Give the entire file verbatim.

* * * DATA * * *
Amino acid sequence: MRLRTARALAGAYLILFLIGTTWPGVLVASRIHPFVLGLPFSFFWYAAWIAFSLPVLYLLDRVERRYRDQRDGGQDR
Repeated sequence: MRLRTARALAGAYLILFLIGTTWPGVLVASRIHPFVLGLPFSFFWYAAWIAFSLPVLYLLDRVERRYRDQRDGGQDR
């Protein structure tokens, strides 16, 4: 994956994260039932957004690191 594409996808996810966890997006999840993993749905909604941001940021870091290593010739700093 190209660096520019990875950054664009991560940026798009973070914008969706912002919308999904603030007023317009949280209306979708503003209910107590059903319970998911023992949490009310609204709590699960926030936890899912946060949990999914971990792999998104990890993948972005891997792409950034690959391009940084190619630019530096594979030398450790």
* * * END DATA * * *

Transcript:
Amino acid sequence: MRLRTARALAGAYLILFLIGTTWPGVLVASRIHPFVLGLPFSFFWYAAWIAFSLPVLYLLDRVERRYRDQRDGGQDR
Repeated sequence: MRLRTARALAGAYLILFLIGTTWPGVLVASRIHPFVLGLPFSFFWYAAWIAFSLPVLYLLDRVERRYRDQRDGGQDR
């Protein structure tokens, strides 16, 4: 994956994260039932957004690191 594409996808996810966890997006999840993993749905909604941001940021870091290593010739700093 190209660096520019990875950054664009991560940026798009973070914008969706912002919308999904603030007023317009949280209306979708503003209910107590059903319970998911023992949490009310609204709590699960926030936890899912946060949990999914971990792999998104990890993948972005891997792409950034690959391009940084190619630019530096594979030398450790």